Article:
January 21, 2009
-- by Nancy Weinberg
(The other day I hinted that I had something coming from the inauguration. Here it is, with lots of photos on the extended entry page -- Dave J.)
I'm Nancy Weinberg. I blog at Nancy's News Network (except lately have been working hard on the election and post-election...). I worked on the Election Protection Wiki project with Dave, and when Dave learned I would be in DC for the inauguration he asked me to get some pictures and post here.
I’m politically active at home, involved in fund-raising campaigns with my Democratic Town Committee; I volunteered in Denver during the convention and in Ohio for the Obama Election Protection Team. For the moment, I’m just a girl with a great camera who came to Washington to witness history and celebrate the end of the Bush regime.
Here is part one of my report:
I had a silver ticket from my congressman that guaranteed me a place to stand in the section behind the reflecting pool on the Mall. It would possibly be close enough to distinguish one person from another on the podium through my binoculars; at the least, it would offer me a view of the proceedings on one of the Jumbotrons, and allow those of us lucky enough to be in that section to bear witness to history being made.
I left my hotel at 7 a.m. to walk the 3 miles to the “silver” gate. (And, yes, the word “pearly” came to mind.) The route took me under the National Mall, through the closed-to-traffic 3rd Street tunnel.
Entering the tunnel:
Inside the tunnel:
As I neared the gate I saw the line snaking east and I followed it, past one corner, then west to the next, block after block to the end. When I first saw it, it was moving along, but it stopped to a crawl soon after I joined it, midway down a block lined with tour buses, most with engines running, empty save a driver. The fumes were horrible, although one could forgive the smell and feel grateful for a moment or two of heat as the line inched by a running engine. For over an hour, I watched people stream passed me to the end of the line, now stretched out of sight, around many corners. Around 10, the line started to move and as we rounded the last block, it seemed as though people were joining the line from different directions. Rumors that the gate was closed shot through the crowd, which had changed from an orderly 11 block-long (at least) line into a sea of anxious, freezing, weary wanna-bes crushed into a block-long and wide space. Someone started shouting, “Let us in!” and it became a chant with the crowd punching the air with their embossed silver-edged invitations on each word. LET! US! IN! These people—all of them—privileged to be honored by their congressmen and women with what they thought was a guaranteed place at the party, had been shut out by an anonymous ogre at the gate. I recalled Pete Seeger and Bruce Springsteen singing the words of Woody Guthrie on Sunday:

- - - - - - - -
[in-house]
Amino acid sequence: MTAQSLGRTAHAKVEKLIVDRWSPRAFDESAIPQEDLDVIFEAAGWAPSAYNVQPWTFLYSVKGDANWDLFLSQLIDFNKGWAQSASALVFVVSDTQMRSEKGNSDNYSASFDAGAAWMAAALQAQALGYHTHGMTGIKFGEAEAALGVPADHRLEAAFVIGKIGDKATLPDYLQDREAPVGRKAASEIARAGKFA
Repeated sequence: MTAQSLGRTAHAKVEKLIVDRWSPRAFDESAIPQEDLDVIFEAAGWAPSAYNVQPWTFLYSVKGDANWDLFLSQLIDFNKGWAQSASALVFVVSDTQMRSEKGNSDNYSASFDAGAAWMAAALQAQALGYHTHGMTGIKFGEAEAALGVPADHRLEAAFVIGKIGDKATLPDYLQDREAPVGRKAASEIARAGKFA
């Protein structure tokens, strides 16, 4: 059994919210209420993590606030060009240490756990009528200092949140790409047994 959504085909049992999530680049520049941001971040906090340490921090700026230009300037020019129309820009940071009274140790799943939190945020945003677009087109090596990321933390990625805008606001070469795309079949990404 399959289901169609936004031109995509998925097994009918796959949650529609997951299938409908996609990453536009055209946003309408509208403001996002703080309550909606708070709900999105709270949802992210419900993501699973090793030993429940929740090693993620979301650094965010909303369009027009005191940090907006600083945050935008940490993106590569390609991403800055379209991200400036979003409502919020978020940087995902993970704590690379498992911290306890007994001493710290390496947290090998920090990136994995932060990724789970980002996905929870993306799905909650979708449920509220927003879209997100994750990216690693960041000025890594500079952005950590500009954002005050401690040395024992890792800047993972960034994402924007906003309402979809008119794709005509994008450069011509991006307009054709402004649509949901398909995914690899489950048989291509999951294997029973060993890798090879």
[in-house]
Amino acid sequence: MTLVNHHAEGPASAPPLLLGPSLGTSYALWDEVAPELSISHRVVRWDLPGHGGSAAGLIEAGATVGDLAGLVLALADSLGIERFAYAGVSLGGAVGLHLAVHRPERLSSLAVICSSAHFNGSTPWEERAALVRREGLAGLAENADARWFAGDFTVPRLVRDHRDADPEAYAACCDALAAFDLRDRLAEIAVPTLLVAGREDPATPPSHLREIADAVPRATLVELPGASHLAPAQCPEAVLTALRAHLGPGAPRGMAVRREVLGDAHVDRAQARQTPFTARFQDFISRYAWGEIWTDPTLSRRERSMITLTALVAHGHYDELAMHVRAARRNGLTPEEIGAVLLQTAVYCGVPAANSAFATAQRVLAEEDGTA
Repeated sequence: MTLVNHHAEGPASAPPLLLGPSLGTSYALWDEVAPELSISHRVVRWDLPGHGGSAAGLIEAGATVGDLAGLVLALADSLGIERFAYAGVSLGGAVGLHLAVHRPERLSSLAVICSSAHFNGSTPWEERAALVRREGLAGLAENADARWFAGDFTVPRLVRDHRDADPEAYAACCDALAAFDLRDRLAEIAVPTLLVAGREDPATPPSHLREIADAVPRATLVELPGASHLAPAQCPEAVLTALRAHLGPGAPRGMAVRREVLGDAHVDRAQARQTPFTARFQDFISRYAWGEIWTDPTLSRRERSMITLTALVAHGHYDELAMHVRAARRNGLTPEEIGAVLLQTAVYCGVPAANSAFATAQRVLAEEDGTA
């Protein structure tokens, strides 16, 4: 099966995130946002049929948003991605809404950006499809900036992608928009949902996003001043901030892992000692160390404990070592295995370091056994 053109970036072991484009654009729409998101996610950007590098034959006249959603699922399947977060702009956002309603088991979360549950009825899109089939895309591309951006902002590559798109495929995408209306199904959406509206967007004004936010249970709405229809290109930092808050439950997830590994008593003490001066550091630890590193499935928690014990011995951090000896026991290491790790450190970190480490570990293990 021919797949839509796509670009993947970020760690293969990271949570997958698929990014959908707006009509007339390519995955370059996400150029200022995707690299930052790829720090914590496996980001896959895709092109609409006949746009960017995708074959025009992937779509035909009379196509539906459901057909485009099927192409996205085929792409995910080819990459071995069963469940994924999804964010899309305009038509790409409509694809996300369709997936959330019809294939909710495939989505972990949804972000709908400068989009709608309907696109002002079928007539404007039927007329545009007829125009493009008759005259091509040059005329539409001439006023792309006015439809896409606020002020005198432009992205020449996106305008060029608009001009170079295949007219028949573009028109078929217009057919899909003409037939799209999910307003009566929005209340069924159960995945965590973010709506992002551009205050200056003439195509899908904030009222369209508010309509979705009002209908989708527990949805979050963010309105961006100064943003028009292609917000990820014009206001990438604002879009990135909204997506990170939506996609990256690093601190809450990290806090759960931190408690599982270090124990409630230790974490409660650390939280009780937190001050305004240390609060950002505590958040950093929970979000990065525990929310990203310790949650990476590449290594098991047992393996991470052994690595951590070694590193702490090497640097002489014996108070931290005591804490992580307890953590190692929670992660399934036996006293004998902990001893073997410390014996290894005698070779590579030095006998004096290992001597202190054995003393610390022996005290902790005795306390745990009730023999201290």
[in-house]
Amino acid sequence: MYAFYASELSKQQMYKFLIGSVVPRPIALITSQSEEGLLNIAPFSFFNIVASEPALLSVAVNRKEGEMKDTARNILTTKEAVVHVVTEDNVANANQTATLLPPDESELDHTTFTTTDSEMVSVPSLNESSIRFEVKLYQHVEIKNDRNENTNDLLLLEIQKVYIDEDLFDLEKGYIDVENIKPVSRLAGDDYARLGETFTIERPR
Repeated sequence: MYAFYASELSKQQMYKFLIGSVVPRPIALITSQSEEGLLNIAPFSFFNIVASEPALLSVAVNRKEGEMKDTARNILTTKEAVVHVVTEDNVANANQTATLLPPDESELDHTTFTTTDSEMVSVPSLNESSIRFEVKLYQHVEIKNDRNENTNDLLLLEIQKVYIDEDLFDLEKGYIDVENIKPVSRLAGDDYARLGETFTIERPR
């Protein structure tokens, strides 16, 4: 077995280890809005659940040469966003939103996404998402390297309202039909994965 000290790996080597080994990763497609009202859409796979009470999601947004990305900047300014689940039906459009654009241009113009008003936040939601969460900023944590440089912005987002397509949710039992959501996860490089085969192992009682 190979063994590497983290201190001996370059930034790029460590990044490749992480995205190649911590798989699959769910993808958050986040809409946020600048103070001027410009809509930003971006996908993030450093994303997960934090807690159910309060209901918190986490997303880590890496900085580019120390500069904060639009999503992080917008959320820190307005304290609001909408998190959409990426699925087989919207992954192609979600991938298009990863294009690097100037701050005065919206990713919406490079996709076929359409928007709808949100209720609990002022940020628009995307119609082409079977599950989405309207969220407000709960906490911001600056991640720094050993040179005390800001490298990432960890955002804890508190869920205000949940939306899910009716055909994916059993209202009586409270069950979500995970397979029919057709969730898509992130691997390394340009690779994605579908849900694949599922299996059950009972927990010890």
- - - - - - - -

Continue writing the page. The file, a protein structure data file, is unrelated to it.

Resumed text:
A great high wall there tried to stop me
A great big sign there said private property
But on the other side it didn’t say nothing
That side was made for you and me.
I got a text message from a friend who had a purple ticket. She, too, was reporting gates were closed in front of her, and was headed to the Dirksen Senate Office Building where Senators Kerry and Kennedy had promised a place to watch the proceedings and stay warm to those who couldn’t attend outdoors. It was 10:40. I fought the crowd, which was beginning to feel like the crush on New Year’s Eve in Times Square—something I experienced once long ago and vowed never to do again—for a block and escaped, heading to Capital Hill. I had to go behind the Capitol and down the other side, which took about half an hour (someday I’ll walk it at a normal pace to see how long it really takes) and get through security at the entrance. I couldn’t remember where I was supposed to go and asked if anyone knew where there was a TV. I was directed to a small cafeteria in the basement corridor between the Dirksen and Rayburn Buildings.
Gathered there were about 20 people who, for one reason or another, had happened upon the place. All eyes on a small TV that the owner proudly announced she had installed the day before so her customers would be able to watch the ceremony.
Cups and Company:
'Tis a Gift:
Everyone, including me, was happy to be there. We instantly became a community, devoted to sharing this moment in history. We cheered, clapped, prayed, amen’d, and shared smiles and tears. We stood when Obama took the oath of office. When I said, “Bye-bye Bush!” as his helicopter took him away, someone said Alleluiah! I'd have driven to Washington from Boston just to be with those people at that time, and I can’t think of anywhere I’d have rather been. It was worth a ticket edged in gold to be among the people in that room.
Posted by Nancy at January 21, 2009 4:14 PM
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